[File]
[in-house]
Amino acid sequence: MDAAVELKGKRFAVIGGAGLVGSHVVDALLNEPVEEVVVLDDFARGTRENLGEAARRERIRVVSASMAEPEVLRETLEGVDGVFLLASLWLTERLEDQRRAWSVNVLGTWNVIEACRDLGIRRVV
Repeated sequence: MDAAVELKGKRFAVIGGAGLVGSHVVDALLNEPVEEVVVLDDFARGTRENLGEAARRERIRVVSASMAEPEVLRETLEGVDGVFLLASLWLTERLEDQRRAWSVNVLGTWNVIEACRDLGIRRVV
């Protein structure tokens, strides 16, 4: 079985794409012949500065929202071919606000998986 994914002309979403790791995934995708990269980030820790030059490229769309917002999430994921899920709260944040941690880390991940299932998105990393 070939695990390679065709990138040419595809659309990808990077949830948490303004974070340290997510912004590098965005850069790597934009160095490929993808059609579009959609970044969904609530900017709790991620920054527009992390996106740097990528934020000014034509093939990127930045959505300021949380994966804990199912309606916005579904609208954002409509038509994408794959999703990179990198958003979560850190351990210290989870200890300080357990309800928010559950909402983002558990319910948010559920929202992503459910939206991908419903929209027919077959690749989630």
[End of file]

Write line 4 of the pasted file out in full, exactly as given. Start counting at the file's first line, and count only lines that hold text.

């Protein structure tokens, strides 16, 4: 079985794409012949500065929202071919606000998986 994914002309979403790791995934995708990269980030820790030059490229769309917002999430994921899920709260944040941690880390991940299932998105990393 070939695990390679065709990138040419595809659309990808990077949830948490303004974070340290997510912004590098965005850069790597934009160095490929993808059609579009959609970044969904609530900017709790991620920054527009992390996106740097990528934020000014034509093939990127930045959505300021949380994966804990199912309606916005579904609208954002409509038509994408794959999703990179990198958003979560850190351990210290989870200890300080357990309800928010559950909402983002558990319910948010559920929202992503459910939206991908419903929209027919077959690749989630």